Side effects are really just a part of your immune system’s natural reaction to a vaccine.
Information about a drug or vaccine’s possible side effects — scientists also refer to this as adverse events — is collected during clinical trials that test the safety and efficacy of a jab. But the data that can be collected during such studies is limited. Firstly, Sahpra cautions, the studies have not run for long enough to detect long-term side effects. The trial participants are also far fewer (generally in the thousands) than the millions of people who will eventually receive the jab, which means that very rare side effects are often not picked up during such studies, because not enough people receive the shot for rare adverse events to show up.
Sahpra has put several mechanisms, such as an app, a hotline and electronic reporting systems, in place to monitor the safety and efficacy of the shots that will be used in South Africa’s Covid-19 vaccine roll-out.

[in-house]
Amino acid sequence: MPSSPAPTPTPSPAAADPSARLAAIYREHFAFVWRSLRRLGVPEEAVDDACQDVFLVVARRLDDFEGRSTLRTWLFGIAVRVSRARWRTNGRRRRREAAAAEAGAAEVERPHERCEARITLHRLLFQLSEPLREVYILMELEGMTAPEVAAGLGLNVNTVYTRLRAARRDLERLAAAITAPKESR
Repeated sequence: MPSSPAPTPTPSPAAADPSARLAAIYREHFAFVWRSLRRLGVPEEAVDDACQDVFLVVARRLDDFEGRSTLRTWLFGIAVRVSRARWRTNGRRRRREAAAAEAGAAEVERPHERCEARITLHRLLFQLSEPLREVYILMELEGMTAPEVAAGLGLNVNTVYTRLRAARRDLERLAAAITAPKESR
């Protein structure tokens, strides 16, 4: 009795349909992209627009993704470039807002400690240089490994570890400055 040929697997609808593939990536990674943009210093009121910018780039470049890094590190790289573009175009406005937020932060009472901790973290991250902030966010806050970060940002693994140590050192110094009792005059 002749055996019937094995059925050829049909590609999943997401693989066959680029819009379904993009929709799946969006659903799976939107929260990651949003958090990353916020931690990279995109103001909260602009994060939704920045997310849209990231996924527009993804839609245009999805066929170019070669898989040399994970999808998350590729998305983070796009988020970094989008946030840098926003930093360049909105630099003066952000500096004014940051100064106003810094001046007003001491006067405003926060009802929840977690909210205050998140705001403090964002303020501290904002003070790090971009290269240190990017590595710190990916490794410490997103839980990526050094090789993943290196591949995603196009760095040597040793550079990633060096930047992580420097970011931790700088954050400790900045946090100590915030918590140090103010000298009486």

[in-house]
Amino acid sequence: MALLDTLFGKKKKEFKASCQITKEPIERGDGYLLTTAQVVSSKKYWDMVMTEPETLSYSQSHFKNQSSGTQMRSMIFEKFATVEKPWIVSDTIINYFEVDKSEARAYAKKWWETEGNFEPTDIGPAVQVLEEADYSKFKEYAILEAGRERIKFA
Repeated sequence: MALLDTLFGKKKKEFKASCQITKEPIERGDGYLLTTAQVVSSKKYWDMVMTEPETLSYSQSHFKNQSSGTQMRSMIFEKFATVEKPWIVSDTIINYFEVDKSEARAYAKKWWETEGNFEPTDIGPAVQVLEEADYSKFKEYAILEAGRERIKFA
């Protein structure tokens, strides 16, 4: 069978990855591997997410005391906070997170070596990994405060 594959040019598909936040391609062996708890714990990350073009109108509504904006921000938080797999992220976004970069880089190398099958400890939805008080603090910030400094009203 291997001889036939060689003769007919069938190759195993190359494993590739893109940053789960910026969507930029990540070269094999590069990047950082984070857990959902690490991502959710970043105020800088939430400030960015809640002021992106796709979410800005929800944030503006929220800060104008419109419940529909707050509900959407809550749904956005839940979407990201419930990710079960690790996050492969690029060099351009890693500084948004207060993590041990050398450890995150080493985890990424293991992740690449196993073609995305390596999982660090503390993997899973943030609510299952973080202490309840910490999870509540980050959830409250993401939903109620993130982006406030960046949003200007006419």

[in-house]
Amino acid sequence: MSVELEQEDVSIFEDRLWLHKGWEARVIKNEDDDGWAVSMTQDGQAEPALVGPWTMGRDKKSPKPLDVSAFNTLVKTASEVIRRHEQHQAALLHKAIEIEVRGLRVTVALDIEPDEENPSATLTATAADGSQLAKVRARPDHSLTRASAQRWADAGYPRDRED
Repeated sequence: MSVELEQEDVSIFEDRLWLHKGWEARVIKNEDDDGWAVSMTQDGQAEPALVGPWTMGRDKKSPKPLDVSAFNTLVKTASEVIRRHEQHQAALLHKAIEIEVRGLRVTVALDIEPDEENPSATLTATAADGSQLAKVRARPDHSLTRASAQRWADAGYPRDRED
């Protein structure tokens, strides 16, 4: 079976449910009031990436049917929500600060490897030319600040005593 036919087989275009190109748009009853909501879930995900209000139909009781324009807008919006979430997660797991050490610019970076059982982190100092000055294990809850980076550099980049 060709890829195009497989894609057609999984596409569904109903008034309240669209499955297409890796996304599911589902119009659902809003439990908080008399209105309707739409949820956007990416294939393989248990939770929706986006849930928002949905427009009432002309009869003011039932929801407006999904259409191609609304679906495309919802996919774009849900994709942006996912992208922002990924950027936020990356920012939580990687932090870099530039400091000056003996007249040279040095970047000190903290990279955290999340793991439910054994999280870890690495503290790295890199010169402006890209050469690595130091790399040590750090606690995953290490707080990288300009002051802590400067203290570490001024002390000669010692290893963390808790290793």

2. So what can you expect after your Covid shot?
A study published in The Lancet in April analysed self-reported side effects from people in the United Kingdom who received either Pfizer or AstraZeneca jabs. The researchers used data from the Covid Symptom Study App, which vaccinated people in the UK can use to report vaccine-related side effects.
So far, this is the largest study investigating the side effects of Covid-19 jabs outside of a trial setting. The researchers focused on two types of symptoms: local effects (they occur at the site of injection) and systemic effects (they affect your whole body).
Of the vaccinated people who used the app between December and March, 66% reported experiencing local after-effects such as pain, swelling and tenderness at the site of injection. About one in four people declared side effects that affected their whole body, such as nausea, fatigue and diarrhoea.
The study found that fewer side effects were recorded in the “real world” than under clinical trial settings.
How common were side effects for the Pfizer vaccine?
The Covid Symptom Study App data included 627 383 app users in the UK between December and March. This included 345 280 users who received a first dose of the AstraZeneca jab, 282 103 users who got their first dose of the Pfizer jab and 28 207 users who got a second shot of the Pfizer vaccine. Because South Africa will be using the Pfizer jab, we’re showing you how the trial data of this jab compared to that of the Covid Symptom Study App: